More Iron Age remains found in St. Albans

More Iron Age remains found in St. Albans

A few weeks ago we informed you that the researchers were trying to unravel the mystery of the Roman urns of St. Albans. Now, a team of archaeologists has found much more material in the region, a entry to the Iron Age tribal capital of Verlamion, forerunner of the Roman city of Verulamium and otherfive urns containing cremated remains dating back 2,000 years.

The ancient objects were discovered on the playing fields of King Harry Lane School, which is being transformed into 150 homes. One of the conditions was being able to investigate the site before building in the area. The urns have been named King Harry One, Two, Three, Four and Five in honor of the place where they have been found.

Inside the urn

Andy Hood, archaeologist at the Archeology Foundation, Swindon, explained that the urns were found packed in the ground and positioned vertically at the entrance to Verlamion, the current St. Albans. “They probably belong to the period of the conquest, of the Roman conquest in 43 AD. Could be described as of national importance, a significant finding”. Andy explains that the locals were at the center of their power when the romans arrived.

The polls have been safe for two millennia even though they are barely 40 centimeters from the surface. Three of the urns could contain remains belonging to a family, since they were found together. The other two were separated. Remains of metal objects, possibly brooches. Andy says: "We think there is a Roman cemetery here”.

Investigation of a nearby levee has brought to light a bag of Roman copper coins. All things have been sent to the Wiltshire and Swindon History Center, where analyzes will tell the age and gender of people to which the remains belong.

The key question is whether they belong to the British Catuvellauni tribe or to Roman soldiers or dignitaries. Through of high-tech CT scans, the content of the ballot boxes will be analyzed.

Center Curator Kelly Abbott says she could have difficulties examining the ballot boxes without scanning because the exterior ceramic is fragmented, there are pieces of bone, remains of earth, as if it were a sandwich.

Some time ago Kelly had back surgery and when she got the X-rays she thought that she could do that to help. see inside archaeological objects. Months later, the dream came true when a BMI Bath Clinic radiologist offered to scan the inside of the polls at your leisure. Thanks to this, 3D technology can be used and the remains can be scanned from any angle.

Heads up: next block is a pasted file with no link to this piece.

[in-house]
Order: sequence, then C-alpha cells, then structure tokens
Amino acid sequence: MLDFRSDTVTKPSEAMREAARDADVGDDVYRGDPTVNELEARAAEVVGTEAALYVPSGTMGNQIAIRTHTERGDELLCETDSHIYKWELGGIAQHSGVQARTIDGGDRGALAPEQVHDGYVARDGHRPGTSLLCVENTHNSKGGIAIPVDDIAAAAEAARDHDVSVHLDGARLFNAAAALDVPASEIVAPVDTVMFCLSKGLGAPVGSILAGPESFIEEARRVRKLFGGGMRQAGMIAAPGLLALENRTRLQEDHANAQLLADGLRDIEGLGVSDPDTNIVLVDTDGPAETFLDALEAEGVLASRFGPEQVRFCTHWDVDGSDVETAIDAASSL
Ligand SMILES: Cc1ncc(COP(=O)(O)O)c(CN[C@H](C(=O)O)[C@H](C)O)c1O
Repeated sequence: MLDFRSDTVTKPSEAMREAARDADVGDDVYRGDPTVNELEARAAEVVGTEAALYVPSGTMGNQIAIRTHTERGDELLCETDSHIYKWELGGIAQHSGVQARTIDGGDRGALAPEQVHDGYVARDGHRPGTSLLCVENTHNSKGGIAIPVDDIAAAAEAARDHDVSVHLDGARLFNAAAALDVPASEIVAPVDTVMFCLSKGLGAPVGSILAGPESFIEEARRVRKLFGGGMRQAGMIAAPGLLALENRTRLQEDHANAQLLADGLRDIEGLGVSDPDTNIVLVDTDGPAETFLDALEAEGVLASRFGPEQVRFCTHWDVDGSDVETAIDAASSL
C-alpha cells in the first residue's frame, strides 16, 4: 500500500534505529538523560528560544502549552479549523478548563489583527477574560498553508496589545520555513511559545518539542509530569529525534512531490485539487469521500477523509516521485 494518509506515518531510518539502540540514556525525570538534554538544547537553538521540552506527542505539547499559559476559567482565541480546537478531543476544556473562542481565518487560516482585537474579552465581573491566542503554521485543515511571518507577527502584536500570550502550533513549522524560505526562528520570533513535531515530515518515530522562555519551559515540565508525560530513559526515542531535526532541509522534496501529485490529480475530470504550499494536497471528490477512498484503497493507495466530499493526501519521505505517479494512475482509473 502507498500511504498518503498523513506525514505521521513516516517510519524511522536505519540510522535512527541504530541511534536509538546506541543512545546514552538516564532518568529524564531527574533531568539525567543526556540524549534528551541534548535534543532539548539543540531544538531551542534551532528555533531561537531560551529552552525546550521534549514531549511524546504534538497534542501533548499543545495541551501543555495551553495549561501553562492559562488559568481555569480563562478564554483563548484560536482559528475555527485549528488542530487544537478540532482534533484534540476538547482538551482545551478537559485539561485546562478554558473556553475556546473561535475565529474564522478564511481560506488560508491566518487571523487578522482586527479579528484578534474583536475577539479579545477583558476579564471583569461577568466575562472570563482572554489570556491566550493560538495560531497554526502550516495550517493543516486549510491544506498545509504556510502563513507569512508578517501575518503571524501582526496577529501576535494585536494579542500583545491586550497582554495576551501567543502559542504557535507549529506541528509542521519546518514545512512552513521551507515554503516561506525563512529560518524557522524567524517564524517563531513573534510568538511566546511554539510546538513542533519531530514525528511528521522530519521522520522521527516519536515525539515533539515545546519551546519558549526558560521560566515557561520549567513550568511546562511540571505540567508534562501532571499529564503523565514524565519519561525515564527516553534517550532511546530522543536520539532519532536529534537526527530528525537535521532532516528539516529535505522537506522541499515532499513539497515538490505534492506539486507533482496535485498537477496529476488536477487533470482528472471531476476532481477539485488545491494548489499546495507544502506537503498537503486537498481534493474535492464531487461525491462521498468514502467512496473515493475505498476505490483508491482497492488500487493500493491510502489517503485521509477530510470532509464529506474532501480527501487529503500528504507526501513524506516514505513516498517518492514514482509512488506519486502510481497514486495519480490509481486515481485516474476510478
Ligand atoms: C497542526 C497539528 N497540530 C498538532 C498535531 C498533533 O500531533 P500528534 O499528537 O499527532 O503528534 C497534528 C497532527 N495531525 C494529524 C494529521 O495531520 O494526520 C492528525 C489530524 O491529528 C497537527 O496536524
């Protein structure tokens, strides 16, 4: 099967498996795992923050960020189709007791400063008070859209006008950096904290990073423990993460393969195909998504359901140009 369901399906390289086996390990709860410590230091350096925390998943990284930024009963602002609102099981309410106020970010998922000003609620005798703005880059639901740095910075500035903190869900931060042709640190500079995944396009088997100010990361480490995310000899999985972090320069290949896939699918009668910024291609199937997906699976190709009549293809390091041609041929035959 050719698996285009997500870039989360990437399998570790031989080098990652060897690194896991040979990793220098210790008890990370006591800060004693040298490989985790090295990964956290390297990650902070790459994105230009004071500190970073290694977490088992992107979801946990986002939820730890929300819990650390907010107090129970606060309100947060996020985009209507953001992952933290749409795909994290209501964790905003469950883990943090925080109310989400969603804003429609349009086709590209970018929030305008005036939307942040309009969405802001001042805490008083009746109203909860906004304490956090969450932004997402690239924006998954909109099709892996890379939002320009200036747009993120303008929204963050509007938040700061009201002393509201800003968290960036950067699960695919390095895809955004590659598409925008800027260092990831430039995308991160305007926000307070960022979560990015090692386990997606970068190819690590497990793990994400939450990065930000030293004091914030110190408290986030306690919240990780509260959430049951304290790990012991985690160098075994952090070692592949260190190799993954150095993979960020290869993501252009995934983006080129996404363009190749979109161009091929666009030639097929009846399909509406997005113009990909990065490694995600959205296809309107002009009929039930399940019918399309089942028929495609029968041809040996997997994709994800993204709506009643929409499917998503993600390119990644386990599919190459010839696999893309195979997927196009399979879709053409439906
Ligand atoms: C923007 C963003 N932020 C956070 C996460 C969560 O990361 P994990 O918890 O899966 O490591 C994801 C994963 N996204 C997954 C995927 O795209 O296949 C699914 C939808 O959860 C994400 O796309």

She Add: “We couldn't have investigated them any other way. Museums don't host large amounts of finds, so it was great. It was thanks to your kindness that we were able to take those pictures and it's not something conservatives normally do”.

Helen Williams, the conservative chief, says that “lots of exciting detail seen with the scanner”. Ensures that the center receives many urns of different types.

Jeremy Alden, the Linden Homes technical director, He says: "We have invested a great deal of time liaising with archaeologists to ensure a robust excavation that was successful as part of the King Harry Park rebuilding process. We are delighted that finds of this importance are discovered intact and with the help of the Wiltshire Conservation Service it can be correctly interpreted and given a greater understanding of local history.”

The Iron Age entry has been declared protected and will not be built on it. The objects will be analyzed and preserved before being taken to the museum.

With a degree in Journalism and Audiovisual Communication, since I was a child I have been attracted to the world of information and audiovisual production. Passion for informing and being informed of what is happening in every corner of the planet. Likewise, I am pleased to be part of the creation of an audiovisual product that will later entertain or inform people. My interests include cinema, photography, the environment and, above all, history. I consider it essential to know the origin of things to know where we come from and where we are going. Special interest in curiosities, mysteries and anecdotal events in our history.

Video: Iron Age Britain. History of Britain 800 BC to 100 AD